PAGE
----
Continuation Of Care: Take Advantage
By Martine G. Brousse
"The Medical Bill Whisperer"
Patient Advocate, Certified Mediator
January 2, 2024
What is Continuation Of Care? Why should you be aware of its benefits and how to obtain it?
Let’s explore the topic.
A. What is Continuation Of Care?
1. Continuation Of Care (“COC”) is a policy holder’s right to continue ongoing treatment/service, with the same medical provider, under the same terms of coverage and payment, when that provider’s status changes from In Network to Out of Network under a new plan, or through cancellation of contract.
2. It means that a new plan, or an existing plan must continue paying an out of network provider at a higher In Network rate, even if that provider is now Out of Network.
B. When does COC apply?
1. When treatment cannot be delayed or interrupted, or when care cannot be safely transferred at that time. A good example is chemotherapy and its specific protocl which cannot be compromised without harmful consequences.
2. When there is no adequate, equivalent, trained, experienced, available In Network providers with the same specialty or expertise. A good example would be a specialist for a rare disease
3. An upcoming non-elective, scheduled, medically necessary treatment or surgical intervention is already scheduled or the direct result of an emergency. A good example would be a hip replacement after fracture or a breast biopsy after mammogram and labs show cancer.
4. The No Surprise Act mandates that certain conditions are met to prompt COC for specific time frames:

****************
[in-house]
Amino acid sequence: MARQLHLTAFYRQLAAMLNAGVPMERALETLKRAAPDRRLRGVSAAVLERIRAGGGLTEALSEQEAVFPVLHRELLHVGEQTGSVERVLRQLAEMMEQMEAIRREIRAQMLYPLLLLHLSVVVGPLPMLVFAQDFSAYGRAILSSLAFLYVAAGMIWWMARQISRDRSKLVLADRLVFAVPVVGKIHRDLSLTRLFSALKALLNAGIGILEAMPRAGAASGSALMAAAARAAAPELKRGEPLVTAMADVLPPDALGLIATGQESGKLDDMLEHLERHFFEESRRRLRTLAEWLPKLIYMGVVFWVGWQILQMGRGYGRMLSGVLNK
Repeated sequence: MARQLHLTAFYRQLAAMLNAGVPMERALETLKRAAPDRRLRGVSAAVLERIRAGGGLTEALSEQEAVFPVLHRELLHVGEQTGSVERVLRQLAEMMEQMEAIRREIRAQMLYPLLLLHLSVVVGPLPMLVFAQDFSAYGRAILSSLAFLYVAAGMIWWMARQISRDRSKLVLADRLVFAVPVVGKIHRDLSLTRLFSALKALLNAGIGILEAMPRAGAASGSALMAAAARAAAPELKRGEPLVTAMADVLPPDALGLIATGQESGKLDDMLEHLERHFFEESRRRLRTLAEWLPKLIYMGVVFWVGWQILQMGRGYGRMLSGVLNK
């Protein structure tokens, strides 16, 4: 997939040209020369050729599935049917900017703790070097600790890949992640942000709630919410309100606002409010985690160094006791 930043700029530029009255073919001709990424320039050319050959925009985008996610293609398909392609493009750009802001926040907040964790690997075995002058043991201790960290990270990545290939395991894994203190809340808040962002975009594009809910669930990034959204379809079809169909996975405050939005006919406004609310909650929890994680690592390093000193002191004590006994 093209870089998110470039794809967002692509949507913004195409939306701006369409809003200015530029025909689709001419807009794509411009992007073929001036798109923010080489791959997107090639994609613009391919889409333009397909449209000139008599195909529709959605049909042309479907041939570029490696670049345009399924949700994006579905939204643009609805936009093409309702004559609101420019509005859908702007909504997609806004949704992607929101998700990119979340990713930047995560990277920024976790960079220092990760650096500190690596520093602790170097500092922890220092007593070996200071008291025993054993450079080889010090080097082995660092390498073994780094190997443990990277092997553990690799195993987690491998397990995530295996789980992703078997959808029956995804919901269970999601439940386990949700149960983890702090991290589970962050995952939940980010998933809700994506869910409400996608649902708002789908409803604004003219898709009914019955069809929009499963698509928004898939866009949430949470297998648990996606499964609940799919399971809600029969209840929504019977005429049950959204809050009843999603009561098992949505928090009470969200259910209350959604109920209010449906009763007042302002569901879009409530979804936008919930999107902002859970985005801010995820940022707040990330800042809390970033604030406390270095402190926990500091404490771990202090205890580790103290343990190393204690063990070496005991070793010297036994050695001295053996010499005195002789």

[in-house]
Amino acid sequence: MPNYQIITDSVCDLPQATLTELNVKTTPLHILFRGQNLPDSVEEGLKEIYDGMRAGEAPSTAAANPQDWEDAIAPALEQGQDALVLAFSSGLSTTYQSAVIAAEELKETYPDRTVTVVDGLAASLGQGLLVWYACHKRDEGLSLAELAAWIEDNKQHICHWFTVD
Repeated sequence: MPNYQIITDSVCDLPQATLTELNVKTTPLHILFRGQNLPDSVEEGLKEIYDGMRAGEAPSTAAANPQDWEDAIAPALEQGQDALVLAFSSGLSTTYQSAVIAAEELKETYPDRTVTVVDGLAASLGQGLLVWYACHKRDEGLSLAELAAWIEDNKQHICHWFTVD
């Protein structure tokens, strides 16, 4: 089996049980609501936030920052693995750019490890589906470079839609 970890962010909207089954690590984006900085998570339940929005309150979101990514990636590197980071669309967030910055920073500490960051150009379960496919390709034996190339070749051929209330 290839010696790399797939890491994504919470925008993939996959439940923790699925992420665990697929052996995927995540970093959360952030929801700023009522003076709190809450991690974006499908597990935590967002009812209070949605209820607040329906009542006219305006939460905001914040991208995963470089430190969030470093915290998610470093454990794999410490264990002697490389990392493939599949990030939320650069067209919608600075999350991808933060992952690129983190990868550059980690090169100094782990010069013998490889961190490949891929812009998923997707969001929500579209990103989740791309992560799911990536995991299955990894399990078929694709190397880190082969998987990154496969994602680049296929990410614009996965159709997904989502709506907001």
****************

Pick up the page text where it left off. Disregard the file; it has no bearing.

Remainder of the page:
· Member under institutional or inpatient care
· Patient under prolonged chronic disease care
· Terminally ill patient under treatment
· Acute condition
· Care of a child under 3 years
5. An authorization is already in place, if the provider is In or Out of network with the previous plan or if an Out Of Network provider is being paid at the In Network rate
C. How to apply
· Must request transfer of authorization or extension of existing care with new plan or if they are cancelling their contract with the existing plan
· Transfer is NOT automatic, nor guaranteed!
· Medical records and justification must show medical necessity, and adverse consequences if transfer of care to an In Network provider is forced
· Must submit a special form to their new plan or current insurance (if provider cancels contract). Form is found on insurance websites or call a representative
· Must provide proper documentation: special or current authorization, scheduled procedure, lack of equivalent or available In Network option, risk of harm due to unsafe transfer, treatment plan etc.
1. Insurance has legal right to deny COC if:
· Treatment or services are no longer life-threatening, or the result of an immediate emergency
· If transfer of care to an In Network facility or provider is deemed “safe”
· If the patient is declared “stable” pending further medical care
· If an In Network provider is determined to be an adequate, equivalent and available option
1. Don’t wait:
· If you know your current plan will end soon,
· or if the provider has indicated they are cancelling their contract
2. Gather Documents
· Treatment plan, assessments, consult notes, reports, medical records, letters of medical necessity, scheduled surgery paperwork etc
3. Do your due diligence:
· Try and locate an In Network provider
· Note why potential options are not possible or adequate (i.e do not accept new patients, not specialized enough, no access to an appointment within legal dadline etc)
Martine Brousse was a long-time Billing Manager for Physicians before switching to the side of patients in 2013. The move has allowed her to apply her deep expertise and vast experience of the intricacies of resolving all types of medical bill and claim payment issues in ways that directly and positively impact her clientsʻ finances.
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@martine brousse 2024 @ the medical bill whisperer 2024